Argentina has re-introduced currency controls to protect its flagging peso, in a radical change by president Mauricio Macri from the free-market policies he has embraced since taking office four years ago.
The move allows the central bank in Latin America’s third largest economy to limit how much foreign currency companies can buy, and how much they can transfer abroad.
Individuals will still be able to withdraw dollars from their accounts, but there will be a monthly $10,000 (£8,268) limit on withdrawals or transfers. Firms will also not be allowed to stockpile dollars, Reuters reports.
The policy is now under intense scrutiny from the International Monetary Fund (IMF), which can exert significant influence as it has a $57bn standby agreement with the government to prop up Argentina’s struggling economy.
It marks a political embarrassment for the president, who was elected on a pledge to sweep away the highly interventionist era under his left-wing predecessors, Nestor and Cristina Fernandez de Kirchner.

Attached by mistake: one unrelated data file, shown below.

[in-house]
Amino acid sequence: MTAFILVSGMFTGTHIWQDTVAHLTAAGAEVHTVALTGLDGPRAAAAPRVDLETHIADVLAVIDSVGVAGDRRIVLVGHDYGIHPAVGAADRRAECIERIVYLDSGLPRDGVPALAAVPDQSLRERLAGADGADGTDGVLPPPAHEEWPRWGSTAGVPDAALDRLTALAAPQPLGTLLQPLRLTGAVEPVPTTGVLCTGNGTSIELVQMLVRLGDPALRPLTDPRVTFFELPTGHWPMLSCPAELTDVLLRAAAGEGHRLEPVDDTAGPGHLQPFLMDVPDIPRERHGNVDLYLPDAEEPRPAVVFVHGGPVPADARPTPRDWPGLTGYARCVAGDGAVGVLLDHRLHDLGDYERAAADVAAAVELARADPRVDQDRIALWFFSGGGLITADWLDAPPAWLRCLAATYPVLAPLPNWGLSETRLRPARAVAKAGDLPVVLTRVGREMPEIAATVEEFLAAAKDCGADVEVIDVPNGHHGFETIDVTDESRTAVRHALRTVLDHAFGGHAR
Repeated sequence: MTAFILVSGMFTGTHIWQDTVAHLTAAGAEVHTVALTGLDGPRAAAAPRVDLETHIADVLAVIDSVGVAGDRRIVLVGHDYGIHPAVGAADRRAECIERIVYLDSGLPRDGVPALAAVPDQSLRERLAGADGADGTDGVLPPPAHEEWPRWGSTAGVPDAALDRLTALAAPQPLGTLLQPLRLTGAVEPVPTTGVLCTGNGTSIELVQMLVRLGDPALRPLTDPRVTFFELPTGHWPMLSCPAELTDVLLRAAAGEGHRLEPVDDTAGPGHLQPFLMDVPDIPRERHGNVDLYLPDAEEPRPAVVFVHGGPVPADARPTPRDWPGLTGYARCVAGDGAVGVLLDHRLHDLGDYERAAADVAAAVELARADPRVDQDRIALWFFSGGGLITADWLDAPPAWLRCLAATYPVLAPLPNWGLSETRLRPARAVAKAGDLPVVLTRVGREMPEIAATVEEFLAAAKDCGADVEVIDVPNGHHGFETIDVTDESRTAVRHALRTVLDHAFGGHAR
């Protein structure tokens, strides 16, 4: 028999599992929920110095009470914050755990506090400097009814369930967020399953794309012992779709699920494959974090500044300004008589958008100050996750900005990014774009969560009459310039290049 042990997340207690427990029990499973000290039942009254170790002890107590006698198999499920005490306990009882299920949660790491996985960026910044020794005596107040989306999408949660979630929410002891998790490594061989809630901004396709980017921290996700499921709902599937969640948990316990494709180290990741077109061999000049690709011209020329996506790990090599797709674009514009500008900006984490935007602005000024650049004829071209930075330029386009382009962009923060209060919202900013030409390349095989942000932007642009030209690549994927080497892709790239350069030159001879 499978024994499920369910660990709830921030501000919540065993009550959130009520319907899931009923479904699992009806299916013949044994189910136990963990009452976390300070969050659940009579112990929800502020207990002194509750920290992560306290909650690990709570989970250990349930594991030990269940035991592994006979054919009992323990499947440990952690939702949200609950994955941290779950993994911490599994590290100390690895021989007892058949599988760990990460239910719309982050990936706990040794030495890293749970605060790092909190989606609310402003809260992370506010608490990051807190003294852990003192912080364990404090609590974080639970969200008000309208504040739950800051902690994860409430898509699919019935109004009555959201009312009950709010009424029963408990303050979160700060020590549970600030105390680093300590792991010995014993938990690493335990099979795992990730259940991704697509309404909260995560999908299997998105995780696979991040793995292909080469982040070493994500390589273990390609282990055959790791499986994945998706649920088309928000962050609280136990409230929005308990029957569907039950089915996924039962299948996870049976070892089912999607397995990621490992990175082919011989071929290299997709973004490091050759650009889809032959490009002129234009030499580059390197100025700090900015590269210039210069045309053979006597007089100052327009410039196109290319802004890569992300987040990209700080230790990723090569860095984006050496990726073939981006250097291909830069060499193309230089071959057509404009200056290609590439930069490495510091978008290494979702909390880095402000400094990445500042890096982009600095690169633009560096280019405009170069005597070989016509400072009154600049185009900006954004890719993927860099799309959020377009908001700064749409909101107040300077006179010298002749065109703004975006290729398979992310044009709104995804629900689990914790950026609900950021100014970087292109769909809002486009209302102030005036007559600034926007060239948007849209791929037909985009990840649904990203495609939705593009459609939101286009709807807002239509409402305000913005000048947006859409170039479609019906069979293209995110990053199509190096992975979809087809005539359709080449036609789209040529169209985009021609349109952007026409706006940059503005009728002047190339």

Businesses welcomed his election in December 2015 and he quickly set about liberalising the economy. He removed currency and export controls and returned the country to global financial markets, after settling a debt dispute dating back to its economic collapse in 2001.
But double-digit inflation and significant austerity cuts to services and subsidies in the years since have battered his popularity, with many Argentines taking to the streets.
Macri adopted what the government called “extraordinary measures” after he was defeated by left-wing rival Alberto Fernandez in a primary vote for the presidency earlier this month.
The defeat sparked panic among investors ahead of the presidential election on 27 October, with markets fearful of a Fernandez victory.
Argentina’s central bank has spent almost $1bn of its reserves trying to prop up the peso since Wednesday, according to Reuters, as the currency, bonds and stocks all slid after the shock result.